Blast plant 'short of insurance'
The Texas fertiliser plant that exploded last month, killing 14 people, injuring more than 200 others and causing tens of millions of dollars in damage to the surrounding area had only one million dollars (£640,000) in liability coverage, lawyers have said.
Randy Roberts said he and other lawyers who have filed lawsuits against West Fertiliser's owners were told on Thursday that the plant carried only 1 million dollars in liability insurance.
Brook Laskey, a lawyer hired by the plant's insurer to represent West Fertiliser Company, confirmed the amount on Saturday.
"The bottom line is, this lack of insurance coverage is just consistent with the overall lack of responsibility we've seen from the fertiliser plant, starting from the fact that from day one they have yet to acknowledge responsibility," Mr Roberts said.
Roberts said he expects the plant's owner to ask a judge to divide the 1 million dollars in insurance money among the plaintiffs, several of whom he represents, and then file for bankruptcy.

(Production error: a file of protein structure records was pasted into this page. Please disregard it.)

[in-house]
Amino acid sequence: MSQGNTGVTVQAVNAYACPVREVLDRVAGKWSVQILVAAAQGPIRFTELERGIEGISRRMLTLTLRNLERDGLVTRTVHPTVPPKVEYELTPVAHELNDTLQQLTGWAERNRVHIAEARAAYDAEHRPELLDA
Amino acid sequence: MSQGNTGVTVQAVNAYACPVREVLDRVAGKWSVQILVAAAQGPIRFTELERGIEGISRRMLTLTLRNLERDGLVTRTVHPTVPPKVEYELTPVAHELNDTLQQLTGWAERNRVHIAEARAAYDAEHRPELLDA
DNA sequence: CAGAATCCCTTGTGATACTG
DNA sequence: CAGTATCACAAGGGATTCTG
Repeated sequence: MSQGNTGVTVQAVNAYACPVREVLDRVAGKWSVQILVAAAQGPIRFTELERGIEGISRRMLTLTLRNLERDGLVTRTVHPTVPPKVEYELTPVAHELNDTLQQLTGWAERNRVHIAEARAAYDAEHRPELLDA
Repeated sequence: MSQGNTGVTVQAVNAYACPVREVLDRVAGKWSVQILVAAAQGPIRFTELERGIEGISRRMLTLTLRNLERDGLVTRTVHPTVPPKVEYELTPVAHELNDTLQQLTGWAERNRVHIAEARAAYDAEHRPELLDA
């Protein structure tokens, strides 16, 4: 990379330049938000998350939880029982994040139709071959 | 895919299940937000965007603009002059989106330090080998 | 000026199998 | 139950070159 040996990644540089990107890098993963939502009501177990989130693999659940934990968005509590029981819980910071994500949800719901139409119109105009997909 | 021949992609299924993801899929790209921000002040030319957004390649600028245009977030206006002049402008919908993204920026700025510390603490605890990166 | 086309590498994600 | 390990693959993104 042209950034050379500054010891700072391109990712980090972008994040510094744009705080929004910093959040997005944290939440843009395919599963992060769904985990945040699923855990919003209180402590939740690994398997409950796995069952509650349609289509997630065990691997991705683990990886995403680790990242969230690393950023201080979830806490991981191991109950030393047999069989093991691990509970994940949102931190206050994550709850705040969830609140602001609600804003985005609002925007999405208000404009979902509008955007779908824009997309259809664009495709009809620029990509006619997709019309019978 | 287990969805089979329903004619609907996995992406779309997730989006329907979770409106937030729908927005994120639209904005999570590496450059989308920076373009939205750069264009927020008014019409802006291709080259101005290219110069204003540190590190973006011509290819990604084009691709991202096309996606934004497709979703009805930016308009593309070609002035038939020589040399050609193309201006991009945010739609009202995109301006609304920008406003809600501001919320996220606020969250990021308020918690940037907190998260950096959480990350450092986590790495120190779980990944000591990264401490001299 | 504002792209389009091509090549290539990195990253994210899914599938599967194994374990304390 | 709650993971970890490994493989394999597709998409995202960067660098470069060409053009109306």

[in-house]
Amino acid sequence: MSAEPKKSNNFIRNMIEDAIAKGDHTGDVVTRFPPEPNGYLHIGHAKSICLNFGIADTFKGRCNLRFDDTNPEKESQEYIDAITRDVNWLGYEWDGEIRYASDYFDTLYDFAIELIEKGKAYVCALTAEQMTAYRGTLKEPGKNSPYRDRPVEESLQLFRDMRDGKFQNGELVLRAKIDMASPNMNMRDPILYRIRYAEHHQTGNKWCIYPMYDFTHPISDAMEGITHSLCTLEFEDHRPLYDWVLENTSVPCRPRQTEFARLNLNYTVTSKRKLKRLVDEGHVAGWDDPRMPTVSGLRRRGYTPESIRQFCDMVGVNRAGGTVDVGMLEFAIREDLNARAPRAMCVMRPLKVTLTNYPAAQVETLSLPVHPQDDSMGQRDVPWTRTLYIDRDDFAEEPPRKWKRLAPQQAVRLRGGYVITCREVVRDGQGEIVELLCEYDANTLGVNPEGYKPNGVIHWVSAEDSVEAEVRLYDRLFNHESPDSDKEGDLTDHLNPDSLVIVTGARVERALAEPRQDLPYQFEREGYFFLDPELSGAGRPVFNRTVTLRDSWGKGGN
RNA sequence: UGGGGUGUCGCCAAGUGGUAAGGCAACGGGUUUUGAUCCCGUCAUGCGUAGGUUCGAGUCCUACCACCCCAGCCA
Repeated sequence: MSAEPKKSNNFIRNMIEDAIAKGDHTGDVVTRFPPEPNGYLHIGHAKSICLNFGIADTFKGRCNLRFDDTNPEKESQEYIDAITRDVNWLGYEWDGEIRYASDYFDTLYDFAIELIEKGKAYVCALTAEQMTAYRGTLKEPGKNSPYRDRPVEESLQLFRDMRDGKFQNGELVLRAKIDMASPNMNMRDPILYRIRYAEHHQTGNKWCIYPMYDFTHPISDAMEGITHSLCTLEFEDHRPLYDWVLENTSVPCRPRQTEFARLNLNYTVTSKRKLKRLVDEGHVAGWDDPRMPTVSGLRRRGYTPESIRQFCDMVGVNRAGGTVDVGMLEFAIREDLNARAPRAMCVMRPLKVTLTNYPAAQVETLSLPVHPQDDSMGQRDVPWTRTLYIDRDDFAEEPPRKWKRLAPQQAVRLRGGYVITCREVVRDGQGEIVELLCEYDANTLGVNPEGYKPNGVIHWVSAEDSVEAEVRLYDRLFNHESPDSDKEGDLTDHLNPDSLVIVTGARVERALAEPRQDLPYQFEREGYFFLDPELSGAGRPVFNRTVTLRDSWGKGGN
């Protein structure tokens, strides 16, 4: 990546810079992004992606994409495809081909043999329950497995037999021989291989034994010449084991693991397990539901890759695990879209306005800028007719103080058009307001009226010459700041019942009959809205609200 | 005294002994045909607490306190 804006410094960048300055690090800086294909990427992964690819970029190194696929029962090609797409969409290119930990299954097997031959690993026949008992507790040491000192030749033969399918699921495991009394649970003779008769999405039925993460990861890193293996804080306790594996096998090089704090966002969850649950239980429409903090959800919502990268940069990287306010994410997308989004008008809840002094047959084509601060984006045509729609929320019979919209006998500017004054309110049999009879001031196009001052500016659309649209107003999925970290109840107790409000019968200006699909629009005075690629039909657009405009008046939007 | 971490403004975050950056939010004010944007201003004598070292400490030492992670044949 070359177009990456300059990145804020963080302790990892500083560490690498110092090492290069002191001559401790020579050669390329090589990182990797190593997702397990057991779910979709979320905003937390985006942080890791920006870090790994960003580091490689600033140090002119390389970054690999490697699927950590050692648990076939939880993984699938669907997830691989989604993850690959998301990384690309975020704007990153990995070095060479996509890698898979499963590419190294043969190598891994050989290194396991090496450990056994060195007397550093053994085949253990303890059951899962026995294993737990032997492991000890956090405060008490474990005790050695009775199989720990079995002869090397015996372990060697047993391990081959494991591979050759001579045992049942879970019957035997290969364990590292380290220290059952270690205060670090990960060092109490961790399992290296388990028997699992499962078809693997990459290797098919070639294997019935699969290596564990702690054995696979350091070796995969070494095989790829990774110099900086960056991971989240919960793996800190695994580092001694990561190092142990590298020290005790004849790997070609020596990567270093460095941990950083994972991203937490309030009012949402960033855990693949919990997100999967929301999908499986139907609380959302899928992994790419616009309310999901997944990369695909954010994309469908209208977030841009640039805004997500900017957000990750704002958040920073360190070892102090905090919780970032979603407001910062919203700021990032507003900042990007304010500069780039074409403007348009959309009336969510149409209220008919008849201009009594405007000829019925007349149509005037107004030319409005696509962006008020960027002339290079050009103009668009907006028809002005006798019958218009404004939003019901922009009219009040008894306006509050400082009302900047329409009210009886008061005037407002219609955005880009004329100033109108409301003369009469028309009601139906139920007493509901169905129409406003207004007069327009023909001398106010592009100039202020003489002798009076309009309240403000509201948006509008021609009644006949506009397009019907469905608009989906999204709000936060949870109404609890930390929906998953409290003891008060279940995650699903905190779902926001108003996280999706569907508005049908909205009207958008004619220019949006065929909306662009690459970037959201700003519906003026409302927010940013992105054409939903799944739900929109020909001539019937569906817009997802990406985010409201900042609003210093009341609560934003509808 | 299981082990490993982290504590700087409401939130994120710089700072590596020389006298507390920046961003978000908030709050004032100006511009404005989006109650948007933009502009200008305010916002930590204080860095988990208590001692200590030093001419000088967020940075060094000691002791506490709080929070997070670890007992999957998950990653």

He said he was not surprised that the plant was carrying such a small policy.
"It's rare for Texas to require insurance for any kind of hazardous activity," he said. "We have very little oversight of hazardous activities and even less regulation."
On April 17, a fire at the company, in West, a town 70 miles south of Dallas, was quickly followed by an earth-shaking explosion. It left a 90-foot wide crater and damaged homes, schools and nursing home within a 37-block blast zone. Among those killed were 10 members of the emergency services.
Investigators have not determined what caused the blast.
The plant had reported just months before the blast that it had the capacity to store 270 tons of ammonium nitrate, but it is not known how much was there at the time of the explosion.